Throne of Isis by Judith Tarr
My rating: 5 of 5 stars
Judith Tarr does what she does best, here. Fantastically researched history and really beautiful characters.
While this one is ostensibly about the grand romance between Antony and Cleopatra, I think it's really about Dione, one of the priestesses of Isis. The tumultuous romance of the other two is kinda obvious, after all. Antony and Cleopatra is one of Shakespeare's best Histories. It's probably one of the best-known romances in history.
Is this really enough to carry a whole novel, however well-researched?
Possibly, but Judith Tarr is a better writer than most people ever give her credit for. It's her equal focus on Dione, this priestess of Isis -- of love -- that balances everything out.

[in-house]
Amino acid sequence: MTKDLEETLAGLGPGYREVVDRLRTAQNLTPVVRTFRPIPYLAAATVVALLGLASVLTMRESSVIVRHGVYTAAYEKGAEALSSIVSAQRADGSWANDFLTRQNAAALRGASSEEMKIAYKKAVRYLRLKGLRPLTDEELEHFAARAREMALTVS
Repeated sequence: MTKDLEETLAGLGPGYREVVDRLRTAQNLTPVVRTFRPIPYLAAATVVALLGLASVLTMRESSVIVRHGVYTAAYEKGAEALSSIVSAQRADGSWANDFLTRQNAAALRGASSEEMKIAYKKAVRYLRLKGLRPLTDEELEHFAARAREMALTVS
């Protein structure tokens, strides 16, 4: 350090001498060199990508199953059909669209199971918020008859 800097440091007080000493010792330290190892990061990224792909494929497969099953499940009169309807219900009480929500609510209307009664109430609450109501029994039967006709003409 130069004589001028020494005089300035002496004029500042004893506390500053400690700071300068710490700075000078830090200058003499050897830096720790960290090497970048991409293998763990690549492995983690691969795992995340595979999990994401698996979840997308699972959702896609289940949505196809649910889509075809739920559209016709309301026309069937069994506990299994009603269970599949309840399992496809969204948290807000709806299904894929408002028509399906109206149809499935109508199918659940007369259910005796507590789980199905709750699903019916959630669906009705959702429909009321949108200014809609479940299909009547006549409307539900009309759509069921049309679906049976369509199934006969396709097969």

There are two relationships in this novel. The mirroring between Dione and her steady scholar from Rome is a wonderfully subtle indictment of Antony and Cleopatra.
The two couples mirror each other. Wonderfully. I was as invested with the quiet, understated romance as I was in the flashy and tragic one, and it served as a really nice antidote.
Between the bigger than life and the totally grounded, I felt like we were getting a wonderfully beautiful and rounded (perhaps eternal) exploration of love.
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